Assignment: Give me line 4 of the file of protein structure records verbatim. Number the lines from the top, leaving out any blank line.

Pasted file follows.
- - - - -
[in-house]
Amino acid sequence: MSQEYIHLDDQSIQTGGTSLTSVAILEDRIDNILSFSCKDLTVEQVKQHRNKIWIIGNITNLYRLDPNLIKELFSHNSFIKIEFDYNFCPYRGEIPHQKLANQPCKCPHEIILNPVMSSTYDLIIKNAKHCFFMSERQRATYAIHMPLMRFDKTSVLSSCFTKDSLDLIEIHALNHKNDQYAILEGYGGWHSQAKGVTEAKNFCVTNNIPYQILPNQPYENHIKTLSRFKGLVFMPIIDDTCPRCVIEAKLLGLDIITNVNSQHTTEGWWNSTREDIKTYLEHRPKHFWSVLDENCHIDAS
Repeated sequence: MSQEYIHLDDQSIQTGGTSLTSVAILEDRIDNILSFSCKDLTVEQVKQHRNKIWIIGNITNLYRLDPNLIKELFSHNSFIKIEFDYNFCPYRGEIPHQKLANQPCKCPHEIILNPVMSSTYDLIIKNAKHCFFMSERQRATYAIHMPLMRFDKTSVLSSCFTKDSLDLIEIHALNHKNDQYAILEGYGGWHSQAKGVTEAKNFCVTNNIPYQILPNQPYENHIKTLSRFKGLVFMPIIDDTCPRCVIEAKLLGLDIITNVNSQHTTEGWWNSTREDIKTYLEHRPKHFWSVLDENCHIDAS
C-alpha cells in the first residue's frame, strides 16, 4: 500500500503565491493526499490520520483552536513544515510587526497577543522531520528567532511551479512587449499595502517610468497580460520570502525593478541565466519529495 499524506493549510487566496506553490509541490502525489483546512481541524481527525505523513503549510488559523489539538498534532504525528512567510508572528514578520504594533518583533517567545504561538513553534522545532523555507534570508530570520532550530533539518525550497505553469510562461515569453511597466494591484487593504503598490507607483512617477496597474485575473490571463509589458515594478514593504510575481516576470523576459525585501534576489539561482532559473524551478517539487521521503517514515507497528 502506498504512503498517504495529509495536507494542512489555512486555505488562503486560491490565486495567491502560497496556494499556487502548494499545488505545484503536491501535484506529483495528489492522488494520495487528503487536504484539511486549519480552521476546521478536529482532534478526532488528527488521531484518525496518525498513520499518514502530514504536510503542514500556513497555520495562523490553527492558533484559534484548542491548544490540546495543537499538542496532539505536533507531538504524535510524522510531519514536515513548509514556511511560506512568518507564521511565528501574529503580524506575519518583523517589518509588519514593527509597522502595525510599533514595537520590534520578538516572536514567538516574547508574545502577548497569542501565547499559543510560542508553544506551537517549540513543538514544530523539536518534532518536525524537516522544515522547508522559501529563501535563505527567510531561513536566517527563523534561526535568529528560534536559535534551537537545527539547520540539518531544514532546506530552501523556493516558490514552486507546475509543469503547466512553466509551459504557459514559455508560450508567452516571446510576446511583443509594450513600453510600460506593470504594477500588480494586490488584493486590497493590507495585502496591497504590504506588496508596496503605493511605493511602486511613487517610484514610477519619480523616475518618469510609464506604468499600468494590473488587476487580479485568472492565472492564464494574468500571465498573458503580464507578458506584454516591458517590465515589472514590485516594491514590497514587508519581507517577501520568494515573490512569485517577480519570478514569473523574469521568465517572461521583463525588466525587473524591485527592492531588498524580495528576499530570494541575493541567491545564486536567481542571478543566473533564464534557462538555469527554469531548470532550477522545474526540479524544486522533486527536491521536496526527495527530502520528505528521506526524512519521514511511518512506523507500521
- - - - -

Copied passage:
C-alpha cells in the first residue's frame, strides 16, 4: 500500500503565491493526499490520520483552536513544515510587526497577543522531520528567532511551479512587449499595502517610468497580460520570502525593478541565466519529495 499524506493549510487566496506553490509541490502525489483546512481541524481527525505523513503549510488559523489539538498534532504525528512567510508572528514578520504594533518583533517567545504561538513553534522545532523555507534570508530570520532550530533539518525550497505553469510562461515569453511597466494591484487593504503598490507607483512617477496597474485575473490571463509589458515594478514593504510575481516576470523576459525585501534576489539561482532559473524551478517539487521521503517514515507497528 502506498504512503498517504495529509495536507494542512489555512486555505488562503486560491490565486495567491502560497496556494499556487502548494499545488505545484503536491501535484506529483495528489492522488494520495487528503487536504484539511486549519480552521476546521478536529482532534478526532488528527488521531484518525496518525498513520499518514502530514504536510503542514500556513497555520495562523490553527492558533484559534484548542491548544490540546495543537499538542496532539505536533507531538504524535510524522510531519514536515513548509514556511511560506512568518507564521511565528501574529503580524506575519518583523517589518509588519514593527509597522502595525510599533514595537520590534520578538516572536514567538516574547508574545502577548497569542501565547499559543510560542508553544506551537517549540513543538514544530523539536518534532518536525524537516522544515522547508522559501529563501535563505527567510531561513536566517527563523534561526535568529528560534536559535534551537537545527539547520540539518531544514532546506530552501523556493516558490514552486507546475509543469503547466512553466509551459504557459514559455508560450508567452516571446510576446511583443509594450513600453510600460506593470504594477500588480494586490488584493486590497493590507495585502496591497504590504506588496508596496503605493511605493511602486511613487517610484514610477519619480523616475518618469510609464506604468499600468494590473488587476487580479485568472492565472492564464494574468500571465498573458503580464507578458506584454516591458517590465515589472514590485516594491514590497514587508519581507517577501520568494515573490512569485517577480519570478514569473523574469521568465517572461521583463525588466525587473524591485527592492531588498524580495528576499530570494541575493541567491545564486536567481542571478543566473533564464534557462538555469527554469531548470532550477522545474526540479524544486522533486527536491521536496526527495527530502520528505528521506526524512519521514511511518512506523507500521